Processing of English compounds is sensitive to the constituents’ semantic transparency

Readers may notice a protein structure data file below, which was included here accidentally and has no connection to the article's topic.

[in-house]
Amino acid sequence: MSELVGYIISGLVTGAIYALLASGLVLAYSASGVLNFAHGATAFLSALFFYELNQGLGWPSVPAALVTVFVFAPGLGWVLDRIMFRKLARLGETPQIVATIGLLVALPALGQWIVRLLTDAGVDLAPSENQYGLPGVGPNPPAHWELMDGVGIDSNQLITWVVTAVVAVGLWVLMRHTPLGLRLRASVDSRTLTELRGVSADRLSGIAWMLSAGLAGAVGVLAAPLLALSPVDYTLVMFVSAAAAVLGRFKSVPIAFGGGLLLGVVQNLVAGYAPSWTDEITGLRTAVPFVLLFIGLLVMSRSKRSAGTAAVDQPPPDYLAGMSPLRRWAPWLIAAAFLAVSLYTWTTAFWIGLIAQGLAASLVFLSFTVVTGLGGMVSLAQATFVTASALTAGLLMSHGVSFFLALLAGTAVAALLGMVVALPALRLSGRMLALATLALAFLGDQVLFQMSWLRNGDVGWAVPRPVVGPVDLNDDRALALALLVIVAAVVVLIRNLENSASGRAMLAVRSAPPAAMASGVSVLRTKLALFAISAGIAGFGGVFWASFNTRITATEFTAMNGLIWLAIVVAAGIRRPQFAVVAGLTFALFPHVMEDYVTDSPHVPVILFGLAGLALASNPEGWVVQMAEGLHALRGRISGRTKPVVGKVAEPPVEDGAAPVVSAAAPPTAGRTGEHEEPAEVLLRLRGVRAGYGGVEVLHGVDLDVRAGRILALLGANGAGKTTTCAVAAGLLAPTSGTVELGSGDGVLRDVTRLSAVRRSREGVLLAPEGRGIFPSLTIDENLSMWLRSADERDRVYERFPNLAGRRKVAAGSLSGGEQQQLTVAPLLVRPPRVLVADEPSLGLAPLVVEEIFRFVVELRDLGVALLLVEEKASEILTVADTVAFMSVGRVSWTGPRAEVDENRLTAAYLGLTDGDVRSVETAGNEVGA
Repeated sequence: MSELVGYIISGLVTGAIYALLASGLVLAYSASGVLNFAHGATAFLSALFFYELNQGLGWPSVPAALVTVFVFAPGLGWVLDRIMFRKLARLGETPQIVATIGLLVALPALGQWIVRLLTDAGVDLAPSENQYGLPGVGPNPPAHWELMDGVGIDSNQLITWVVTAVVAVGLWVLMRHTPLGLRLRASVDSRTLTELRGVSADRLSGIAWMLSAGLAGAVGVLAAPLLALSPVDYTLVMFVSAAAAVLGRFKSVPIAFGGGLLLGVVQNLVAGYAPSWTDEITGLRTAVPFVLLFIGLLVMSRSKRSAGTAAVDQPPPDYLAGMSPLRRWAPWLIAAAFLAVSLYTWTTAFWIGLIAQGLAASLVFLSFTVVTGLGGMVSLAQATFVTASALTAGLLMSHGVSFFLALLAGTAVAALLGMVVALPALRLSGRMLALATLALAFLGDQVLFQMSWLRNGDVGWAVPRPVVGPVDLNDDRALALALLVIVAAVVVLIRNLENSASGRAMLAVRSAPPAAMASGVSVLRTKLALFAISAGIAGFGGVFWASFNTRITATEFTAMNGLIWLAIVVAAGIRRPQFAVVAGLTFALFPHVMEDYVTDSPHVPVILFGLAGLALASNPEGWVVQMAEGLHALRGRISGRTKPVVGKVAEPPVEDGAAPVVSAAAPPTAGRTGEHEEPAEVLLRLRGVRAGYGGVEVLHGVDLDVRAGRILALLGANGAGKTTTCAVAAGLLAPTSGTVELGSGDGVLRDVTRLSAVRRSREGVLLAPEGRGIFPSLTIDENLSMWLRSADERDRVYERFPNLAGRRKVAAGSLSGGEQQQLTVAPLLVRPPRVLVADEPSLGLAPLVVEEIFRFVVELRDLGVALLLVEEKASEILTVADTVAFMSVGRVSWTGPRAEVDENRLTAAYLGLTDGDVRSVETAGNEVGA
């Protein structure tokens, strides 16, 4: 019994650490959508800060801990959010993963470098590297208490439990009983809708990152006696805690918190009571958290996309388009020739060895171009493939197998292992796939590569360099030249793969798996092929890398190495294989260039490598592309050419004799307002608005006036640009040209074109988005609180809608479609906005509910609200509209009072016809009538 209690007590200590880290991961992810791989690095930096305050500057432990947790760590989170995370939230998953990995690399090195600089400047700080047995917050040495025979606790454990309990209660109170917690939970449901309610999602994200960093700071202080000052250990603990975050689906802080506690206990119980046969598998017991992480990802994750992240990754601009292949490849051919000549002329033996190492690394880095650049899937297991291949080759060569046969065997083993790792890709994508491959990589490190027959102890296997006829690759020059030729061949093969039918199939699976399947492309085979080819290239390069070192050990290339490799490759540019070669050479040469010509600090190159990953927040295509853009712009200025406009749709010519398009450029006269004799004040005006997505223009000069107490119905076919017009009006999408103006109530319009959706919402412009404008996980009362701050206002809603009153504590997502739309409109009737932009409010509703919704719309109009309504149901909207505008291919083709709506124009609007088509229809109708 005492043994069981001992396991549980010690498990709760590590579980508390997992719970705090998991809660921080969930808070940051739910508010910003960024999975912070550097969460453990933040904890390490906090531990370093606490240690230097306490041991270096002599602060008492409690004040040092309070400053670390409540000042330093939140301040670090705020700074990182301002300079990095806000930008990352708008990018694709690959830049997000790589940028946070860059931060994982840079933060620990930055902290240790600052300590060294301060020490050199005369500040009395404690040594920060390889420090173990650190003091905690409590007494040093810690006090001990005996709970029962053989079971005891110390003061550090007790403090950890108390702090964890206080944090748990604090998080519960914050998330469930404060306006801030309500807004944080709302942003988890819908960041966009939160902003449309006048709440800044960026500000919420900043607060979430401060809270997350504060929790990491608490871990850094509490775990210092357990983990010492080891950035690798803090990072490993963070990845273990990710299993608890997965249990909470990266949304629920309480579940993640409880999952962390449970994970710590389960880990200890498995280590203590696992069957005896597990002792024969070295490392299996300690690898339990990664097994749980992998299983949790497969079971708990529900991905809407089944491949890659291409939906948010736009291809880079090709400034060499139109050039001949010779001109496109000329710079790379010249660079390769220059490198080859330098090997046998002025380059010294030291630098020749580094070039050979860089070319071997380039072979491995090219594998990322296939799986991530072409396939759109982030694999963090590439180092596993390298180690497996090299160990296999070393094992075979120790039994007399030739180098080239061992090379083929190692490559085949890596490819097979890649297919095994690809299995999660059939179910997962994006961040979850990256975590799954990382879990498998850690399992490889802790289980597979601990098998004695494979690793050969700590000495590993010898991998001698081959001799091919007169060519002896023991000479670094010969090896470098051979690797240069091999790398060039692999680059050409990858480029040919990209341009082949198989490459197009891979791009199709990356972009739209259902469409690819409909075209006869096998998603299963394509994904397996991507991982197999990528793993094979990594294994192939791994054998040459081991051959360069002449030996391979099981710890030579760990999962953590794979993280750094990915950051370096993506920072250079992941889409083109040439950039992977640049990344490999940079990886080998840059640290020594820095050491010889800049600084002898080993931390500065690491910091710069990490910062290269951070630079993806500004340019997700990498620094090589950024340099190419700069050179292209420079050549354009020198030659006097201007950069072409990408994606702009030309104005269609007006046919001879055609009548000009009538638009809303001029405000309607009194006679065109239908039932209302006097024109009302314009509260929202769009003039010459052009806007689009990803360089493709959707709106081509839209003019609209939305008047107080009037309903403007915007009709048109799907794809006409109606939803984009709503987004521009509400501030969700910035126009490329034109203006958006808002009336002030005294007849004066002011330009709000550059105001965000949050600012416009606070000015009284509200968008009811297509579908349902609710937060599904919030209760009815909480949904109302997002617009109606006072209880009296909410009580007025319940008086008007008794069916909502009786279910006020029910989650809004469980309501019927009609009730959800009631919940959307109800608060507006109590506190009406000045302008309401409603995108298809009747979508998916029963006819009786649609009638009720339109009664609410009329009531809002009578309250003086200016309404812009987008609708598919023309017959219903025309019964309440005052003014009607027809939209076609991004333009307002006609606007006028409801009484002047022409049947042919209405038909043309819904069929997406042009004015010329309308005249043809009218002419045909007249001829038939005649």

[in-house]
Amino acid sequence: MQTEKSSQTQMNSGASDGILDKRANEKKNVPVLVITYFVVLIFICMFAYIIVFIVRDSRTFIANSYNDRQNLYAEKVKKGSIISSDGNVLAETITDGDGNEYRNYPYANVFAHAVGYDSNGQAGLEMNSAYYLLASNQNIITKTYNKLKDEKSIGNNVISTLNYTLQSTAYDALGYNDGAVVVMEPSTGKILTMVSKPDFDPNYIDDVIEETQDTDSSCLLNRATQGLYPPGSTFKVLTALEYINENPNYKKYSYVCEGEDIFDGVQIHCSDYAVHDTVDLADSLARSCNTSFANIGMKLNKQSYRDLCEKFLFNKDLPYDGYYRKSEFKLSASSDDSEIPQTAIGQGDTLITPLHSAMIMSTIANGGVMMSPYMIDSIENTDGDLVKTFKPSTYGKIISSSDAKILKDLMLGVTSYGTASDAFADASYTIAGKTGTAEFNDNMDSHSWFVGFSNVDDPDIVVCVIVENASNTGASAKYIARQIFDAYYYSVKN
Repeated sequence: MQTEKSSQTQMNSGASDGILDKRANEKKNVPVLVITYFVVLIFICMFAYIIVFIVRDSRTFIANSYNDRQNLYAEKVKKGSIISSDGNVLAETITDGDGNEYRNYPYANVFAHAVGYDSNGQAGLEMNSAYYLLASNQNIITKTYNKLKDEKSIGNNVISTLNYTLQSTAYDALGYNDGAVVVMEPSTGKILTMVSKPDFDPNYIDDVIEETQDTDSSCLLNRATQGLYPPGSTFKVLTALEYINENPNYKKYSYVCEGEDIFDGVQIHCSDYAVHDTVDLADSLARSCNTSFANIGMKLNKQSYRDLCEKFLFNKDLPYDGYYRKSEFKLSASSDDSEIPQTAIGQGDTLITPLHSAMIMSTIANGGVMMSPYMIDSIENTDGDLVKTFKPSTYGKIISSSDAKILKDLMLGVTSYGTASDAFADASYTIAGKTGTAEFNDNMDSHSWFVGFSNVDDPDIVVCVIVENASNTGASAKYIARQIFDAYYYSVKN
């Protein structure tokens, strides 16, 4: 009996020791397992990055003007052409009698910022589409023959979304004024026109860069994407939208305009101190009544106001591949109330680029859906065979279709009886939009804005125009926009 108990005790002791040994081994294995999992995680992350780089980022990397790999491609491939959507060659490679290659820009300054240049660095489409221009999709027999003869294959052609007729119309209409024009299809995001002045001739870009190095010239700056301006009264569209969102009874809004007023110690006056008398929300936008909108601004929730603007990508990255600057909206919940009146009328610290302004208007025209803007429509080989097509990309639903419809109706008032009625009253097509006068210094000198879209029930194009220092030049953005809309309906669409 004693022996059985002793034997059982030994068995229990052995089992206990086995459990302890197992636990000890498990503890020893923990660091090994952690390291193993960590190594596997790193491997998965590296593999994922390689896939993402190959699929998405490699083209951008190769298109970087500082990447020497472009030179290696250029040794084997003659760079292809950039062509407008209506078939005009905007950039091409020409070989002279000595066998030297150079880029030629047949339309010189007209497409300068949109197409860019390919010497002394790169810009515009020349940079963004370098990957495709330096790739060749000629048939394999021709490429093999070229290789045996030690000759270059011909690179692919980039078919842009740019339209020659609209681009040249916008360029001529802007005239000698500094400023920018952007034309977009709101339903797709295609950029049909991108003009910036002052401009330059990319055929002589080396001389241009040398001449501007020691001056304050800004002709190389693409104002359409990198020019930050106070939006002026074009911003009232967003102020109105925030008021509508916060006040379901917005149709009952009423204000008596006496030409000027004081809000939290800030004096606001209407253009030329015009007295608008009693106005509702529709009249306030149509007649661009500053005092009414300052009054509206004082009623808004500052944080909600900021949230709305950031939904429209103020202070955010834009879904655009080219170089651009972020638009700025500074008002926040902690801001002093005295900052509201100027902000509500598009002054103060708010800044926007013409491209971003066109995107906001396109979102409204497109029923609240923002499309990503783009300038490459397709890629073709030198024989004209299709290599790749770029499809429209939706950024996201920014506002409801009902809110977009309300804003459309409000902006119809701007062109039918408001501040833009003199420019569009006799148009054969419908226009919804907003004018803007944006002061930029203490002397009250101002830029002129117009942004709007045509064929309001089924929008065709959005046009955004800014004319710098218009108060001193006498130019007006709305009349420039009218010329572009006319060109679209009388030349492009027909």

Compounds vary in terms of the extent to which the constituents’ meanings contribute to the meaning of the compound, and there is an ongoing debate about whether the semantic representations of the constituents of opaque compounds are available during compound processing. Three lexical decision experiments investigated whether semantically priming the first constituent of a compound influenced the processing of that compound. Experiment 1 found semantic priming for fully transparent (TT) compounds but not for OT compounds. Experiment 2 found semantic priming for TT compounds, but not for TO compounds. Experiment 3 found semantic priming for fully opaque (OO) compounds, but not for TO compounds. Our results suggest that semantic transparency is a property of processing, not of representation.
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